Gold News

Gold Price Slips as "Former Safe-Haven" Dollar Bounces from New 2009 Low; "Lots of Reasons to Be Bullish" Say Mining Bosses

The Gold Price dipped $5 an ounce Wednesday morning in London, slipping to $1,012.50 as Asian stock markets closed the day lower but European shares rose.

Government bond prices fell, pushing the yield offered by 10-year US Treasuries back up to last week's finish near 3.47%, while crude oil eased back towards $71 per barrel.

The US Dollar recovered half-a-cent from new 12-month lows at $1.4840 per Euro, holding the Gold Price in Euros flat at €686.50 an ounce.

"If the market fails to break through the previous record high [of $1,032 in March '08] it could spark liquidation, which could bring Gold back below the $1,000 an ounce very quickly," one European trader told Reuters overnight.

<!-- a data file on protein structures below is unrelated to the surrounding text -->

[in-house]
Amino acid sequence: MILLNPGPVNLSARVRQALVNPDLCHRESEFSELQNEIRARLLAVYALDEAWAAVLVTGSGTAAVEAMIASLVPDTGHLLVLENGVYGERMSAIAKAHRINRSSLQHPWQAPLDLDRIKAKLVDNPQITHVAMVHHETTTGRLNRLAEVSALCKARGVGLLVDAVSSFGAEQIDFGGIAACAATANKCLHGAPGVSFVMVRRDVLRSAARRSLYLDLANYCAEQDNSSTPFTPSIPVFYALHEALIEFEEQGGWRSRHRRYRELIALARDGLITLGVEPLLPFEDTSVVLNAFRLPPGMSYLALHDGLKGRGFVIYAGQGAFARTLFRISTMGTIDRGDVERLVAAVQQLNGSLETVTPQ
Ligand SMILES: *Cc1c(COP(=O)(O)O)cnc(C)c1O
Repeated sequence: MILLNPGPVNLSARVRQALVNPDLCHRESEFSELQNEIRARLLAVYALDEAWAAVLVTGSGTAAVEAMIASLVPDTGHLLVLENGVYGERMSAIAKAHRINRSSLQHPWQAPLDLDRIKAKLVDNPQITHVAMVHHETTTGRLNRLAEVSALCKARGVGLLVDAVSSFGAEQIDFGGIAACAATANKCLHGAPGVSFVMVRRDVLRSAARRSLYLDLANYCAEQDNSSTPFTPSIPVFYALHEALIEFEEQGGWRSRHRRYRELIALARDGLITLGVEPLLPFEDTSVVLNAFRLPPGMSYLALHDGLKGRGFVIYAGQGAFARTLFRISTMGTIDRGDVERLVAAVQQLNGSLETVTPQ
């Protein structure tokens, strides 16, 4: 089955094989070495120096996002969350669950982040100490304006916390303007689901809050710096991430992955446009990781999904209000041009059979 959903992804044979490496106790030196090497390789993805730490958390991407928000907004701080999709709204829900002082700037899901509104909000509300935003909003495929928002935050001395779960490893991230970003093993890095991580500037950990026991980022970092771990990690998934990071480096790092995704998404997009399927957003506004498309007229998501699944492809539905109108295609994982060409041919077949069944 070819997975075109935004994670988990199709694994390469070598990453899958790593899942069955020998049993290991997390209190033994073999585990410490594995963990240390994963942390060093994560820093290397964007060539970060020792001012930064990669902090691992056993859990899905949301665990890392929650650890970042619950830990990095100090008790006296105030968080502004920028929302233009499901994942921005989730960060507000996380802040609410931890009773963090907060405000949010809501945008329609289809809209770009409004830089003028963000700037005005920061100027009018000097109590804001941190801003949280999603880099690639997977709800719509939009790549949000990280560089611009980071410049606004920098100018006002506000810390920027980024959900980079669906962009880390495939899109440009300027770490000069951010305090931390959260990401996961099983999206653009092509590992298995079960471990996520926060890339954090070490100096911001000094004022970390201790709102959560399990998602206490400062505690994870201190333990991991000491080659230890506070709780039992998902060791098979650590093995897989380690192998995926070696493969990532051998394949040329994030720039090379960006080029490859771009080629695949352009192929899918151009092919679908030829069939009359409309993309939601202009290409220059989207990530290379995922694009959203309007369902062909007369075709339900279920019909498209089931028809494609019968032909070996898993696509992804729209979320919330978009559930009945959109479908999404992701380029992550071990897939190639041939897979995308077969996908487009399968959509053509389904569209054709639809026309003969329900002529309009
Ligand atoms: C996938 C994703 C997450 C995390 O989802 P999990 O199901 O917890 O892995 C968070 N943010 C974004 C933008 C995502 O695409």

"A failure to move higher in the absence of fresh impetus could cause a correction," agrees MKS Finance – a division of the Swiss refining group – in a note, adding that right now "The gold market is essentially Dollar driven."

But "In our opinion the US Dollar's status as a 'port' in the financial storm has officially come to an end," says Canada's Sprott Asset Management in a new report.

"When the world finally realizes what the US has done to the world reserve currency, international investors will shift into an asset that no government can print."

Due to announce its latest policy stance just after 14:00 New York time on Wednesday, the Federal Reserve has now kept its key interest rate at zero for ten months running.

Buying $800 billion of mortgage-backed bonds to help support that market, the Fed has also bought almost $300bn of US government bonds under its "Quantitative Easing" program of creating new money.

Since the program began in March, the US stock market has risen by 60%.

"Even though from a technical perspective the recession is very likely over at this point," Fed chairman Ben Bernanke said in a speech last week, "it's still going to feel like a very weak economy for some time."